(Posted May 17, 2009)

HUNTINGDON, Pa. -- Eight members of the Juniata College faculty received promotions in the 2008-2009 academic year at a recent Juniata College Board of Trustees meeting.

John Bukowski, associate professor of mathematics, was promoted to full professor; Dennis Johnson, associate professor of environmental science, was promoted to full professor; Belle Tuten, Long Associate Professor of History, was promoted to full professor; Peter Baran, assistant professor of chemistry, was promoted to associate professor; Philip Dunwoody, assistant professor of psychology, was promoted to associate professor; Valerie Park, assistant professor of education, was promoted to associate professor; Dennis Plane, assistant professor of politics, was promoted to associate professor; and Kathryn Westcott, assistant professor of psychology, was promoted to associate professor.

John Bukowski, a Huntingdon resident, came to Juniata in 1997 after earning a master's degree in 1992 and a doctorate in 1997 in applied mathematics from Brown University. He earned a bachelor's degree in both mathematics and physics in 1991 from Carnegie Mellon University.

He was named Juniata's faculty Member of the Year in 2003 and received honorable mention for the President's Award for Excellence in Teaching from Brown University in 1996. He was promoted to associate professor in 2003 and serves as chair of the mathematics department.

Bukowski is governor of the Allegheny Mountain section of the Mathematical Association of America and serves on the association's national board of governors. In addition, he is secretary/treasurer of the association's Special Interest Group on Quantitative Literacy.

In 1998-99, he was a fellow of Project NExT, a national program sponsored by the Mathematical Association of America for new faculty interested in improving the teaching and learning of undergraduate mathematics. He continues to be active in the regional version of this project.

His research interests focus on the history of mathematics in the 17th and 18th centuries. He has published articles on the Dutch mathematician Christiaan Huygens and spent several weeks in the Netherlands at the University of Leiden and the University of Utrecht researching Huygens' work.

He is a member of the American Mathematical Society, the Mathematical Association of America, and the Association for Women in Mathematics.

Bukowski remains active in the community through his love of music. He serves as pianist for the Juniata College Catholic Community and Most Holy Trinity Catholic Church in Huntingdon. He sings with the Choral Union and Chamber Choir at Juniata, and he plays cello in the college's String Ensemble.

Dennis Johnson, an Alexandria, Pa. resident, came to the Juniata faculty as assistant professor of environmental science in 1999. He was promoted to associate professor in 2003. He teaches a variety of environmental science courses, including hydrology, water resources and Geographic Information Systems (GIS). He earned a bachelor's degree from Lock Haven University and a bachelor's degree in Civil Engineering from Penn State University, both in 1989. He went on to earn a master's degree in 1992 and a doctorate in 1995 in civil engineering from Penn State.

He started his academic career as an instructor and assistant professor at Penn State and worked as a research hydrologist in 1996-97 at the National Weather Service. Before coming to Juniata, Johnson worked as assistant professor of civil and environmental engineering at Michigan Technological University. Johnson has also served as an instructor in multiple capacities for the National Weather Service and the U.S. Army Corps of Engineers.

He has written numerous articles for such professional journals as the "Journal of American Water Resources," "ACSE Journal of Hydrologic Engineering," "Computers & Geosciences," and "Weather."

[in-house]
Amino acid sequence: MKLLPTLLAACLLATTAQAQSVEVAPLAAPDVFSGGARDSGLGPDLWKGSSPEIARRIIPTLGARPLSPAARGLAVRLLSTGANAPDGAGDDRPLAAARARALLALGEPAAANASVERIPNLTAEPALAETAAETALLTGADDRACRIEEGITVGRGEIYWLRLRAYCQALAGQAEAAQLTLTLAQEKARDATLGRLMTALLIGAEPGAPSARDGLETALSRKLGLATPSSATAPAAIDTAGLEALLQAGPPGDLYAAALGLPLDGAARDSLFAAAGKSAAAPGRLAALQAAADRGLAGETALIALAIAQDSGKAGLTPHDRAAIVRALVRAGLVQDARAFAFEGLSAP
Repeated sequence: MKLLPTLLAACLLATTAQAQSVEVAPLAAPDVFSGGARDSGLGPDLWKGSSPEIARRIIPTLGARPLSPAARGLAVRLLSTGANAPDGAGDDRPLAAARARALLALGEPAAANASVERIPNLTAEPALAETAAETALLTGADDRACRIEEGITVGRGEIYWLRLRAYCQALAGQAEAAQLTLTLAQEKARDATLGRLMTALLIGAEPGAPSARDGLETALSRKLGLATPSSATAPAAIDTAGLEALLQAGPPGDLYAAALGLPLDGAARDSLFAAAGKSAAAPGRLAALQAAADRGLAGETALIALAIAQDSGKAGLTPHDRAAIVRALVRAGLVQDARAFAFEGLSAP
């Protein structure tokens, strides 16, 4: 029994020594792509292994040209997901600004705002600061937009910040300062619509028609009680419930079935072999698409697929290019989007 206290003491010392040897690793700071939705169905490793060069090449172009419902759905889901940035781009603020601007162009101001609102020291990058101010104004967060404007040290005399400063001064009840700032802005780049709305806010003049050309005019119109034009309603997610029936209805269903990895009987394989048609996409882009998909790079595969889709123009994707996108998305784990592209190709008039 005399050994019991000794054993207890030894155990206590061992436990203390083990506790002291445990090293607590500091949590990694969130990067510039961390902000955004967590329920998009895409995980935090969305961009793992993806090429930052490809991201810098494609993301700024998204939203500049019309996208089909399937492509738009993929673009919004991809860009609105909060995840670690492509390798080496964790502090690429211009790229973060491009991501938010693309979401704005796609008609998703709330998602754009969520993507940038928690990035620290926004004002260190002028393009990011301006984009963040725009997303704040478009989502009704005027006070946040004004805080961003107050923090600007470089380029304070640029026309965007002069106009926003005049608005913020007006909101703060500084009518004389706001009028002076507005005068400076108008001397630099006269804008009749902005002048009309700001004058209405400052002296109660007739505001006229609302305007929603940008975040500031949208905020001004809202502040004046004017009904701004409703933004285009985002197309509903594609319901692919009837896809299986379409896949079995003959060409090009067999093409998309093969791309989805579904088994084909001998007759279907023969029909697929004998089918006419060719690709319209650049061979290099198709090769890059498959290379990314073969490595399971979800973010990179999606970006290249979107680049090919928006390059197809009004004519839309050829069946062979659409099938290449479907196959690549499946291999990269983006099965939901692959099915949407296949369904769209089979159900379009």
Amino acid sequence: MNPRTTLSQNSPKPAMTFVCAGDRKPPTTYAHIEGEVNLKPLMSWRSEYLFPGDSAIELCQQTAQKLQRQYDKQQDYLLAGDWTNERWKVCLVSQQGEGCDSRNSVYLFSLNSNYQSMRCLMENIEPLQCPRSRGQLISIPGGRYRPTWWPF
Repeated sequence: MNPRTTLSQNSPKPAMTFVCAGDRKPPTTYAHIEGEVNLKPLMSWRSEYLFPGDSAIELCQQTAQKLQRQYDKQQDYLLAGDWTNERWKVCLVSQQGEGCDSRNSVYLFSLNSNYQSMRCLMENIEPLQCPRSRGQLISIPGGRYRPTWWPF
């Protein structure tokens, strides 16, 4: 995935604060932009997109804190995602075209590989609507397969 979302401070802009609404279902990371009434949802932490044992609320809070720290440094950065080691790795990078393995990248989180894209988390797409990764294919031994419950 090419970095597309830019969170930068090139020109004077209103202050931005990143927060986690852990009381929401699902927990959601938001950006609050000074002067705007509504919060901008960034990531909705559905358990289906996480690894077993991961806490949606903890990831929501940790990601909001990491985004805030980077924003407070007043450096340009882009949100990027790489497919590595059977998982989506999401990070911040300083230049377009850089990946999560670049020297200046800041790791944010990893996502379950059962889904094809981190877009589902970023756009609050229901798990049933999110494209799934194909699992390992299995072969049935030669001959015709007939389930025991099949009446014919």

Johnson has served as both an assistant and consulting engineer for the City of Lock Haven, A.C. Miller and Associates, Capitol Engineering Corp., Port Matilda Borough Authority and Duffy and Associates. He is a member of the American Society of Civil Engineers, American Geophysical Union, and Michigan Technical University Remote Sensing & Environmental Monitoring Institute.

Belle Tuten, a Huntingdon resident, joined the Juniata faculty in 1997 as a specialist in medieval European history. Her historical interests center on medieval culture and history (300-1500 A.D.) and early modern social history, particularly on the history of women and family. She has taught courses on Western European history, the history of Islam, medieval films, the history of women in medieval Europe and the history of God.

She earned a bachelor's degree in history in 1991 from the College of Charleston. She went on to earn a master's degree in 1994 and a doctoral degree in 1997, both in history from Emory University.

At Juniata, Tuten received the 2001 Beachley Award for Distinguished Academic Service and was named the 1999 Juniata May Day Faculty Woman of the Year. She was named the W. Newton and Hazel A. Long Professor of history in 2003 and was promoted to associate professor the same year.

She has published articles in such professional journals as "French Historical Studies" "Medieval Perspectives" and "Conflict in Medieval Europe." In 2004, she collaborated with professors from Furman University and Hobart and William Smith Colleges to teach an interactive online course on the principles of Islam, sponsored by the National Institute for Technology and Liberal Education.

She has presented papers to the Southeastern Medieval Association and to the International Colloquium on Medieval Studies.

Peter Baran, a Huntingdon resident, became assistant professor of chemistry on the Juniata faculty in 2004, after working at several academic positions at the University of Puerto Rico in Rio Piedras.

Baran earned a bachelor's degree in 1985 at Slovak Technical University in Bratislava, Slovakia. He went on to earn the equivalent of a master's degree in physical and analytical chemistry in 1985. He earned a doctoral degree in inorganic chemistry from Slovak Technical University in 1992.

He started his career as a research assistant at his alma mater in 1986, interrupted by compulsory military service in the Czechoslovak Army from 1986 to 1987. He returned to Slovak Technical University in 1992 as an assistant professor and worked there through 1998. From 1998 to 1999, Baran was a research assistant professor at Saints Cyril and Methodius University in Trnava, Slovakia, and a laboratory supervisor at Amylum Slovakia in Boleraz, Slovakia.